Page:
This month marks the 46th anniversary of the Soweto Uprising, a historical event which took place on 16 June 1976, where thousands of students were gunned down by the apartheid police.
The Youth of 1976 took to the streets of Soweto, united in one voice, to oppose the introduction of Afrikaans as a medium of instruction in local schools.
The protests ended with multitudes of young people killed by the apartheid police. Nearly five decades later, we continue to salute and honour these students who sacrificed their lives for the liberation of South Africa from the apartheid regime.
From dance showcases to musicals and thrilling stage productions, theatre houses across the country are jam-packed with exciting shows to commemorate the Youth Month.
While the shows are entertaining, they are also informative and aims to tackle burning issues, including racism, gender-based violence, poverty, inequality and other challenges that the youth of 2022 are faced with.
“Imbilini…my friend!” is a brand new South African play, written and performed by Bulelani Mabutyana, along with Siphenathi Mayekiso.
Directed by the award-winning Mdu Kweyama, “Imbilini…my friend” makes its debut at the Baxter Golden Arrow Studio, from 9 to 25 June 2022.
Powerful, potent and funny, the physical theatre two-hander explores trust, empathy and that of being the other.
A deep and profound friendship is put to the test between two young men who must grapple with issues of poverty, alcoholism, prejudice, society’s beliefs about albinism and the harshness of urban life, all of which pose challenges to the bond between the two.
Artscape is staging a series of shows, including “Cape Town’s Most Wanted”, “Vloeibare Moed”, and “Dancing Against All Odds”.
“Vloeibare Moed” is a theatre production set to take place from June 8 – 18 at the Artscape Arena. This production is inspired by the events that took place after the gruesome death of student Uyinene Mrwetyana.
The show tackles difficult conversations around gender-based violence and centres on four first-year university friends who find their lives in turmoil after one of them becomes the main suspect in a crime committed at the university campus.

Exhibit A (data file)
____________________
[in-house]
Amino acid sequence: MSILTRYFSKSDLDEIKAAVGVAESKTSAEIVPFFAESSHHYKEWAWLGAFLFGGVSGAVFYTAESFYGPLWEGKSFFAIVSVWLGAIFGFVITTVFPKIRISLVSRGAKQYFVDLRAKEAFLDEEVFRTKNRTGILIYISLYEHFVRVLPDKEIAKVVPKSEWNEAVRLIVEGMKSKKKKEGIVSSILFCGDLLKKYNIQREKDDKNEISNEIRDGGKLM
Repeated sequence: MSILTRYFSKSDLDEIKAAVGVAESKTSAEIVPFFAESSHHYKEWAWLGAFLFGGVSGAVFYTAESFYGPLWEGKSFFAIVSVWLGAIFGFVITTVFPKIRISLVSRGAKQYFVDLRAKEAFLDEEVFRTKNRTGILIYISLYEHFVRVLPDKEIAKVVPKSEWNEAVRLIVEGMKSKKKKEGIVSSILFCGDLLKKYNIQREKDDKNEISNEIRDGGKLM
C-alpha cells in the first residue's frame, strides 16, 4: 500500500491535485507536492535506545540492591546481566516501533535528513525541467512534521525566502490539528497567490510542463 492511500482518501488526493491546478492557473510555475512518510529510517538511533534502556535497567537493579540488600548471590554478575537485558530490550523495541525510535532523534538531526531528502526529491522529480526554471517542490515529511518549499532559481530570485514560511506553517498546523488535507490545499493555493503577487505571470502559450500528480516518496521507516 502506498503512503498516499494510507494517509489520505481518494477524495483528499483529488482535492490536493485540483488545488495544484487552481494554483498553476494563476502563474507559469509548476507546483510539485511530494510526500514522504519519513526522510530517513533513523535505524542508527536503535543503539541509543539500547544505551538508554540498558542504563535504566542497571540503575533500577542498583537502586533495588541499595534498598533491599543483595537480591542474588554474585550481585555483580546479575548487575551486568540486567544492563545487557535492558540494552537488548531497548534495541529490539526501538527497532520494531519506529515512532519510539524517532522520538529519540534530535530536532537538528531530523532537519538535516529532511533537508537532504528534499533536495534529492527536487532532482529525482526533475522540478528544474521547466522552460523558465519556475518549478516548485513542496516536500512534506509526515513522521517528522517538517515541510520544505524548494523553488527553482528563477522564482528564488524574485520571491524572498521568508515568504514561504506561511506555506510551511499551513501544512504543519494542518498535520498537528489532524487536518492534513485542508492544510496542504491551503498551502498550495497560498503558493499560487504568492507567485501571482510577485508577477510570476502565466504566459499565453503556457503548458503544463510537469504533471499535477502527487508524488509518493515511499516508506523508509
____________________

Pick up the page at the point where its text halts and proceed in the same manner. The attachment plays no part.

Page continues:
With the frightening statistics of gender-based violence in South Africa, production company Hartzenberg Films feels they need to continue the conversation about this social ill.
Dancing Against All Odds
New World Dance Theatre reflects humanity, life and ongoing commitment to be change agents through the arts and to continue with the legacy of Charlotte Maxeke: always give of yourself.
This show is a celebration of our youth and dance and investing in a future that belongs to them.
“Dancing Against All Odds“ will showcase at the Artscape on 29 June, 30 June and 1 July.
Willy Russell's iconic Shirley Valentine is back by popular demand at Pieter Toerien’s Montecasino Theatre from June 22 until July 3.
Some of you will remember her, Willy Russell's heroine of the '80s. She played on the West End and Broadway, won numerous accolades, and was celebrated in the film.
Her name was Shirley Valentine before she became Shirley Bradshaw, a middle-aged woman who lost her role as mother to two grown children and wife to a husband in a somewhat stale marriage.
When a friend offers her a trip to Greece, a long-forgotten exuberance begins to bubble up in her. Shirley's journey is a celebration of many a contemporary woman, balancing motherhood, marriage and self-actualisation.
Shirley Bradshaw is the ‘original gangster’ of self-care and self-love, a beacon of empowerment. Long before we had hashtags, we had Shirley.
Ticket Prices range from R150 – R220 and are available through Computicket or at the theatre box office.
The Drowning Eye
The Market Theatre Laboratory and KwaSha Theatre Company are presenting Frantz Fanon’s “The Drowning Eye”, directed by Tamara Guhrs, at the National Arts Festival in Makhanda, starting June 23 until July 3.
With dramaturgy by Stacy Hardy and in academic collaboration with the University of Chicago, this work is presented at a time when Fanon’s writing has new relevance for a generation of young South Africans questioning the limits and possibilities of revolution today.
This production is supported by the French Institute of South Africa and Mazars.
Also at the National Arts Festival, the Lab second-year students present “KAK!”, a contemporary interpretation and celebration of the work of iconic playwright, poet and human rights activist, Maishe Maponya, who passed away in September 2021.
“KAK!” is a hard-hitting satirical play, drawing from Maishe Maponya’s last work, which is an anthology of poems – Truth be told: Da’s Kak in die Land.
The play is devised by award-winning writer and director Josias Dos Moleele in collaboration with the cast and award-winning choreographer Mdu Nhlapo.
This daring piece addresses uncomfortable topics such as corruption, poor service delivery, gender inequality, racism and more.
Ticket prices and more information on the productions, please visit the different theatre websites.